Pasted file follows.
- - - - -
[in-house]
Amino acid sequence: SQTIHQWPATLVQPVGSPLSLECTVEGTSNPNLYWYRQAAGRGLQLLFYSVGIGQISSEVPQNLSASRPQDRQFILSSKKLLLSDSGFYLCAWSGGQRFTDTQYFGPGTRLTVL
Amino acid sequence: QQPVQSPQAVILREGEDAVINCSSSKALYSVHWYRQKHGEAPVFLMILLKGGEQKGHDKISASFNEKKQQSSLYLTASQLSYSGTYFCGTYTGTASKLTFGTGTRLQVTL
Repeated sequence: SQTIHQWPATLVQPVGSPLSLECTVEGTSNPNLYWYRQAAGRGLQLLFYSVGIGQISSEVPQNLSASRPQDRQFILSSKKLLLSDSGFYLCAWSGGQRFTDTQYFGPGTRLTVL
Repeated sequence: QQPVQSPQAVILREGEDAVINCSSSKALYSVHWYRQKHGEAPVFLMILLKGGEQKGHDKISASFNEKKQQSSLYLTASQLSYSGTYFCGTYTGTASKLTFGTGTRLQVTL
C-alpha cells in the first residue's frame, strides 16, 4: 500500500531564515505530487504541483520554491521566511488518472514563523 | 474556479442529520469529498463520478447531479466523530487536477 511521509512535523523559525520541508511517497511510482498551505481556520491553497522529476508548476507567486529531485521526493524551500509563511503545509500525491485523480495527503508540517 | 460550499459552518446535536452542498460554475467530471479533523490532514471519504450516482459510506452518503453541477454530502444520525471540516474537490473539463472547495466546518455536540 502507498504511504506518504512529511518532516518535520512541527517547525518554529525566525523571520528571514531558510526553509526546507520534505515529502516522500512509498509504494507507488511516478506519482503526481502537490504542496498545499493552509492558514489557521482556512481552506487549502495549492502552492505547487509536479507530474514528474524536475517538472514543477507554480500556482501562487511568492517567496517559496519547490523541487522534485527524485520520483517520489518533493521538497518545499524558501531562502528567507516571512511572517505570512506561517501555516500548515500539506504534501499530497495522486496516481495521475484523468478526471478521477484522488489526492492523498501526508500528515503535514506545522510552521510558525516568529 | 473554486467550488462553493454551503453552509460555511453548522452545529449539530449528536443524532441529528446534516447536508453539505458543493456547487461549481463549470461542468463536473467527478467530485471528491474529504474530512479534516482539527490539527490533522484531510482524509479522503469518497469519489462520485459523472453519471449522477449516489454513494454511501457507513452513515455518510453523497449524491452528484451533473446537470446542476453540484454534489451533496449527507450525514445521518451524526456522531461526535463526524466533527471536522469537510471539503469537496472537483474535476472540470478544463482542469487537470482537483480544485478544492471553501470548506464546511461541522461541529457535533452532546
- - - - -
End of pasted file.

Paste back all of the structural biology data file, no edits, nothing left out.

[in-house]
Amino acid sequence: SQTIHQWPATLVQPVGSPLSLECTVEGTSNPNLYWYRQAAGRGLQLLFYSVGIGQISSEVPQNLSASRPQDRQFILSSKKLLLSDSGFYLCAWSGGQRFTDTQYFGPGTRLTVL
Amino acid sequence: QQPVQSPQAVILREGEDAVINCSSSKALYSVHWYRQKHGEAPVFLMILLKGGEQKGHDKISASFNEKKQQSSLYLTASQLSYSGTYFCGTYTGTASKLTFGTGTRLQVTL
Repeated sequence: SQTIHQWPATLVQPVGSPLSLECTVEGTSNPNLYWYRQAAGRGLQLLFYSVGIGQISSEVPQNLSASRPQDRQFILSSKKLLLSDSGFYLCAWSGGQRFTDTQYFGPGTRLTVL
Repeated sequence: QQPVQSPQAVILREGEDAVINCSSSKALYSVHWYRQKHGEAPVFLMILLKGGEQKGHDKISASFNEKKQQSSLYLTASQLSYSGTYFCGTYTGTASKLTFGTGTRLQVTL
C-alpha cells in the first residue's frame, strides 16, 4: 500500500531564515505530487504541483520554491521566511488518472514563523 | 474556479442529520469529498463520478447531479466523530487536477 511521509512535523523559525520541508511517497511510482498551505481556520491553497522529476508548476507567486529531485521526493524551500509563511503545509500525491485523480495527503508540517 | 460550499459552518446535536452542498460554475467530471479533523490532514471519504450516482459510506452518503453541477454530502444520525471540516474537490473539463472547495466546518455536540 502507498504511504506518504512529511518532516518535520512541527517547525518554529525566525523571520528571514531558510526553509526546507520534505515529502516522500512509498509504494507507488511516478506519482503526481502537490504542496498545499493552509492558514489557521482556512481552506487549502495549492502552492505547487509536479507530474514528474524536475517538472514543477507554480500556482501562487511568492517567496517559496519547490523541487522534485527524485520520483517520489518533493521538497518545499524558501531562502528567507516571512511572517505570512506561517501555516500548515500539506504534501499530497495522486496516481495521475484523468478526471478521477484522488489526492492523498501526508500528515503535514506545522510552521510558525516568529 | 473554486467550488462553493454551503453552509460555511453548522452545529449539530449528536443524532441529528446534516447536508453539505458543493456547487461549481463549470461542468463536473467527478467530485471528491474529504474530512479534516482539527490539527490533522484531510482524509479522503469518497469519489462520485459523472453519471449522477449516489454513494454511501457507513452513515455518510453523497449524491452528484451533473446537470446542476453540484454534489451533496449527507450525514445521518451524526456522531461526535463526524466533527471536522469537510471539503469537496472537483474535476472540470478544463482542469487537470482537483480544485478544492471553501470548506464546511461541522461541529457535533452532546